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Investigators asked for public help in identifying a light-colored Subaru and a group of people found near the scene of the fire on Mount Larch

As the Nakia Creek Fire in Washington grows, the ruling faction is already asking for the public's contribution in recognizing vehicles in connection with the investigation of the jungle fire.

The Nakia Creek fire already burned 1,869 acres about 9 miles northeast of Camas in the Yacolt Burn State Jungle on Tuesday, state officials said.

As firefighters continue to fight the fire, investigators are still figuring out what spurred the blaze. The Clark County Fire Marshal's Office is working to identify vehicles seen near the fire.

"We're looking for what we believe to be a white or vividly colored Subaru vehicle," said Assistant Fire Marshal Curtis Eavenson. "Based on witness info, we believe there are two men and two women connected to this vehicle."

Last week, Washington Department of Natural Resources officials explained they believed the fire was "caused by humans" because there was no lightning at the time of the incident. Some of the higher-ups explained they were still trying to determine exactly how the fire was incandescent.

Weather conditions have helped firefighters in fighting jungle fires, some officials said on Wednesday. Detentions still remain at 12%, and the size of the fire rose by just 73 acres from Tuesday morning.

Some officials on Monday updated the rescue zone, explaining they were reducing it but adding if the fire is still active and if things could come back differently.

As temperatures dropped and humidity increased, firefighters made "constant developments" on the Nakia Creek fire, which some investigators currently believe is being spurred on by some in the region.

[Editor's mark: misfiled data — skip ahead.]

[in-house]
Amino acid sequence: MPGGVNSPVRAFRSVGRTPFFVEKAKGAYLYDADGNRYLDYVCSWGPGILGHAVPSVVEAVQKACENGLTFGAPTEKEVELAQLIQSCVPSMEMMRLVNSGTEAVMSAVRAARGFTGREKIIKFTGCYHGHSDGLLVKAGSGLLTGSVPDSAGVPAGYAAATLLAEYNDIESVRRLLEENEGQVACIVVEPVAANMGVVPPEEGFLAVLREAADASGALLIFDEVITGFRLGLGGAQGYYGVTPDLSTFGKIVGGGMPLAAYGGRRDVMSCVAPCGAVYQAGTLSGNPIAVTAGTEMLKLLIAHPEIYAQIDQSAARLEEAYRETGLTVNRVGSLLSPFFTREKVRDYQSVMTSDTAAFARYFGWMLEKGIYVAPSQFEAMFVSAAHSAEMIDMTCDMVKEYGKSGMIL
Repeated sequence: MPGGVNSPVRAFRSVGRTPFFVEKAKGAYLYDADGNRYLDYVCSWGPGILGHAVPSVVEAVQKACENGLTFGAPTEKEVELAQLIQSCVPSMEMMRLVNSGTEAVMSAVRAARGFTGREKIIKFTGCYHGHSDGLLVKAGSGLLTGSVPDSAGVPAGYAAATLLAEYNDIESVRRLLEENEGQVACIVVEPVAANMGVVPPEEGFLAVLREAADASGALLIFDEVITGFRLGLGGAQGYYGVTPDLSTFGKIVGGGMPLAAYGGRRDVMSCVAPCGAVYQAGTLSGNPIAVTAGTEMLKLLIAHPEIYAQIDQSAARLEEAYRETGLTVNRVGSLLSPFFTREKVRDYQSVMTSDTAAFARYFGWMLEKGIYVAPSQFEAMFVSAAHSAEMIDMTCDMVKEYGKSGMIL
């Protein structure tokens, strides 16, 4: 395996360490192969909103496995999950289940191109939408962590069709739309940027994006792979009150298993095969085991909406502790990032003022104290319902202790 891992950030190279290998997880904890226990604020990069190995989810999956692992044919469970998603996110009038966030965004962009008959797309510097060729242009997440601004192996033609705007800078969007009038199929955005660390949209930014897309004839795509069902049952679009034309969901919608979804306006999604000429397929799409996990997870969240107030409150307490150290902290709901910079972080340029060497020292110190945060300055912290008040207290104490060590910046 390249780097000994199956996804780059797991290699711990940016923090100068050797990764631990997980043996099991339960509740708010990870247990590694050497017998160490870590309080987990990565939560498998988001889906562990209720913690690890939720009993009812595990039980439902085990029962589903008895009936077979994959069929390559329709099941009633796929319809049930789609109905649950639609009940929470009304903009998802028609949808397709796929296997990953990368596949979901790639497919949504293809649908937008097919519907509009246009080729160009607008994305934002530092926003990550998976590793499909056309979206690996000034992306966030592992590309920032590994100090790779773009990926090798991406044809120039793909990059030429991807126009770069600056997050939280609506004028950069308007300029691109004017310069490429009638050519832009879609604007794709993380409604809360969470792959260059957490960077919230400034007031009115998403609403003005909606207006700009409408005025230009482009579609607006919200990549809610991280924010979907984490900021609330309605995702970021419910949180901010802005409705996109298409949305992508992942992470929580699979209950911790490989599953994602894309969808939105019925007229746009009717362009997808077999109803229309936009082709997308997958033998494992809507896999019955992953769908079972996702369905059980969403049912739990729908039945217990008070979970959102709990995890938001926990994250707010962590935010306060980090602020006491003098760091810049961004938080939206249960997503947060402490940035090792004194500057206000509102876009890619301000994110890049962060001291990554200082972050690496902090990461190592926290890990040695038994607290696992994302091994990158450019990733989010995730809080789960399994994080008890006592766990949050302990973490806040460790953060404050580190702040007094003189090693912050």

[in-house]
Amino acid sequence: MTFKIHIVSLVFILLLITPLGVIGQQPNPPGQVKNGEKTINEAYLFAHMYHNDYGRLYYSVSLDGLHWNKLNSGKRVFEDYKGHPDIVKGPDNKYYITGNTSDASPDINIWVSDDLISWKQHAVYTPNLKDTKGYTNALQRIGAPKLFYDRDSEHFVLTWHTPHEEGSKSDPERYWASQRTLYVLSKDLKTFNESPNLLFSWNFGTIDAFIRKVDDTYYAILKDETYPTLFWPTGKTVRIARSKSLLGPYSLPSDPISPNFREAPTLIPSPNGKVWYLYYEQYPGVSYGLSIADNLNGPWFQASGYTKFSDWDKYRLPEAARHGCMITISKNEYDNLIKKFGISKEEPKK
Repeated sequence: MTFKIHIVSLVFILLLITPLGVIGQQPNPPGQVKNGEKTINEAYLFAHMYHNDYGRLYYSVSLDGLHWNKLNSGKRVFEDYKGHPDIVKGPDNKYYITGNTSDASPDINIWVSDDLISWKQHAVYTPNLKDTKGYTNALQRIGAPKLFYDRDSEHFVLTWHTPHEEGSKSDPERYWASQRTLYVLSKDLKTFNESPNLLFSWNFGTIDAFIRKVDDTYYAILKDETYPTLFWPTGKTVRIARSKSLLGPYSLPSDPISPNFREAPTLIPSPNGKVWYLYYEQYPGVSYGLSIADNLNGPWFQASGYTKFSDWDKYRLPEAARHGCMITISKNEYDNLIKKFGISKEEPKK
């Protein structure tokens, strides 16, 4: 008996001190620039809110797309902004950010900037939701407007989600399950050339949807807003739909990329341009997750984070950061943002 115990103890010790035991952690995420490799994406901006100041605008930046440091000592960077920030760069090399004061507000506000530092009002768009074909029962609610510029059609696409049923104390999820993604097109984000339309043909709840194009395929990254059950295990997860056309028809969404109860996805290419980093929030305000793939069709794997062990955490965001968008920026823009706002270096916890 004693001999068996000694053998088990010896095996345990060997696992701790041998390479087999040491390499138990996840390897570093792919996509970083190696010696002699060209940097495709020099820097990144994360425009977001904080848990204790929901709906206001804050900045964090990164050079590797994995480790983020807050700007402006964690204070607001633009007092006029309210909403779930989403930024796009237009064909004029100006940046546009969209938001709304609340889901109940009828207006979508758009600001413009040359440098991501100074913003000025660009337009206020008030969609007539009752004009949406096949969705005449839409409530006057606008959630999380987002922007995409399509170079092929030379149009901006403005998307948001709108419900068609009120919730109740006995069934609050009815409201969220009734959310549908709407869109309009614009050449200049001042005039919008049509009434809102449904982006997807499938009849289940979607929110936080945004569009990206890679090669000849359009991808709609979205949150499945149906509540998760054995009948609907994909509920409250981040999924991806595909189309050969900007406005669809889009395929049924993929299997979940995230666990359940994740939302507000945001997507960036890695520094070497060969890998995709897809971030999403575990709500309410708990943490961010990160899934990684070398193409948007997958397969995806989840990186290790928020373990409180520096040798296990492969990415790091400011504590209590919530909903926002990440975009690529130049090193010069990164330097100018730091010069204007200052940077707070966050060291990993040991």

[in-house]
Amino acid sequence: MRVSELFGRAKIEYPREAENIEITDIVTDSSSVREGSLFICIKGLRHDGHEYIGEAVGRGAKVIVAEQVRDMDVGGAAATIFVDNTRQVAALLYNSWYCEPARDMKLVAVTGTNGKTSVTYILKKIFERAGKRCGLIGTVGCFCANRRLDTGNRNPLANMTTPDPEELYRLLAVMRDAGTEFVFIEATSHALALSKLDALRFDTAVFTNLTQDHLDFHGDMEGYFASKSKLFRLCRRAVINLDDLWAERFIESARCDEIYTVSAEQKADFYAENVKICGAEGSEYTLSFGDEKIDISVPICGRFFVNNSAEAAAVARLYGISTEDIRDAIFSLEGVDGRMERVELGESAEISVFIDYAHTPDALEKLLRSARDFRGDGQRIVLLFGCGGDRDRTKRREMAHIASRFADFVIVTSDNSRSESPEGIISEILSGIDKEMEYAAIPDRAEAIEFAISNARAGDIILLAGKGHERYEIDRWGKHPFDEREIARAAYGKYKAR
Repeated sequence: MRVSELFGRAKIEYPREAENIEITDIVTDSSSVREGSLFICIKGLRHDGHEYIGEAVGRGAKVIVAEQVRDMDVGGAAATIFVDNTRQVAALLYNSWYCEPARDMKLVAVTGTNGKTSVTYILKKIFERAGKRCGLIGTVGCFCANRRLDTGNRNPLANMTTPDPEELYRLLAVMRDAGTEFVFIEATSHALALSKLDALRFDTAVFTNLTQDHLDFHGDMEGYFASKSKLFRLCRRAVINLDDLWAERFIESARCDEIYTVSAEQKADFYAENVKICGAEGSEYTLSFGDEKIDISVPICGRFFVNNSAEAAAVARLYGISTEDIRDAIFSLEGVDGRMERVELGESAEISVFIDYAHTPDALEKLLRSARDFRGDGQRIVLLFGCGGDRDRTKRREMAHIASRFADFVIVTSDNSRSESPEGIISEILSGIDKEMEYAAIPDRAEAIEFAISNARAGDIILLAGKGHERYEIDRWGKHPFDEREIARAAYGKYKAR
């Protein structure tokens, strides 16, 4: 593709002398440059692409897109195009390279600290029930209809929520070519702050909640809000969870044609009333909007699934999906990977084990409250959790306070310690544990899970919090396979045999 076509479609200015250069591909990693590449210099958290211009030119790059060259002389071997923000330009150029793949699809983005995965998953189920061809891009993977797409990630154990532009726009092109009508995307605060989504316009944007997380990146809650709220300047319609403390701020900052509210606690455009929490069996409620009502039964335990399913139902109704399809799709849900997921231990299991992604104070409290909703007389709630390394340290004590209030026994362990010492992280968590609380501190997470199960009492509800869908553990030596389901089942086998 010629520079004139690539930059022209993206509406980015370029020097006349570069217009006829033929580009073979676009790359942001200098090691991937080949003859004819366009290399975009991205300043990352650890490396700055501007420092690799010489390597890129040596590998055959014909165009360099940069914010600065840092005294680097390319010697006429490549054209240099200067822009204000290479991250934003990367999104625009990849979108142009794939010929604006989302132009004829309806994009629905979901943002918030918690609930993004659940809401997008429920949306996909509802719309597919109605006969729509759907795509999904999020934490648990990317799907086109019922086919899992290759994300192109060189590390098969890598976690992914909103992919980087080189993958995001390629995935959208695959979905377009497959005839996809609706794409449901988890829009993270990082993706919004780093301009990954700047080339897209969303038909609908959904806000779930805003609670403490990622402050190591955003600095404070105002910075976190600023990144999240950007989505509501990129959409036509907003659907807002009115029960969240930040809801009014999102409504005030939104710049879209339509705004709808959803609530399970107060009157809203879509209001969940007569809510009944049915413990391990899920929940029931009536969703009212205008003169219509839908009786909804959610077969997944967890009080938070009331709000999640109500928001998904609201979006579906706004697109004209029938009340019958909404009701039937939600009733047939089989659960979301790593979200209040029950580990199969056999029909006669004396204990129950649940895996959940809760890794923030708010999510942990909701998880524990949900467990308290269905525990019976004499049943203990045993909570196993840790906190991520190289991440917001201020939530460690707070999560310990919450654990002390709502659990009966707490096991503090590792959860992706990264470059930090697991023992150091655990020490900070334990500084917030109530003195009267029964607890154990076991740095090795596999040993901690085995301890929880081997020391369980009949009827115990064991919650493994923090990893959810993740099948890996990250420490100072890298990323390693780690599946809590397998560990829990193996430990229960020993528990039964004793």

Clark County firefighters investigating the fire, which is currently nearly 1,800 acres wide, believe it's "likely" a human-caused situation, Fire Marshal Dan Young said on Tuesday.

Investigators have asked for the public's contribution in recognizing Subaru and a group of people found near the place where the fire started on a ridge on Mount Larch Oct. 9. Firefighters believe several kinds of fireworks took part, such as fireworks or incendiary bullets from rifles, Young said.

The mobile phone video showing the vehicle in the jungle caught a loud explosion, and then slipped into a cloud of smoke. Young explained the Fire Marshal's Office had already received several calls.

The calming weather, additional resources, and developments in making the fire lanes have placed fire crews in a better status to start shutting down the fire. But the foggy state this morning made it difficult to witness, posing a risk to firefighters.

The fires had grown from 1,565 acres on Monday to 1,796 acres on Tuesday morning. Firefighters explained this small development is commonplace because crews are working to stop the spread of the fire. The steep slopes made the flames difficult to contain.

A more cheerful sky means helicopters and water-churning planes will face less and less throttling than in the last few days. Thick smoke and storms made the aircraft mostly grounded.

The rescue order remains the same, and no house or building exists in immediate danger today. Clark County has an interactive map to keep an eye on rescue rates.

Thick smoke has placed air quality in Camas, 9 miles from the start of the fire, at a less healthy level. The Portland-Vancouver region is experiencing much of the same thing, but the chances of Friday's rain are predicted to fix things up.

The Clark County Fire Marshal's Office is looking to identify the vehicle and one or several people seen near the Nakia Creek wildfire.

The Nakia Creek fire that burned east of Vancouver had already burned 1,918 acres on Thursday. Firefighters explained that about 23% were resolved.

as of Thursday, all rescue orders had already been withdrawn, the ruling faction said.

Fire Marshals explained they asked for contributions in recognizing vehicles that were near the fire on Mount Larch on Sunday, Oct. 9 at 3:30 p.m. Some officials have not explained the fire was stifling or forgotten to be decided by humans, but, the investigation into the fire is ongoing.

They are looking for Subaru white or clear colors. Based on witness info, it is believed that two men and two women were connected to the vehicle. The higher-ups had no description of some of the people who might be connected.

If anyone knows the vehicle or person depicted in the video or has any info regarding the ongoing jungle fire investigation, they are forced to contact the county Fire Marshal's Office at (564) 397-3320.

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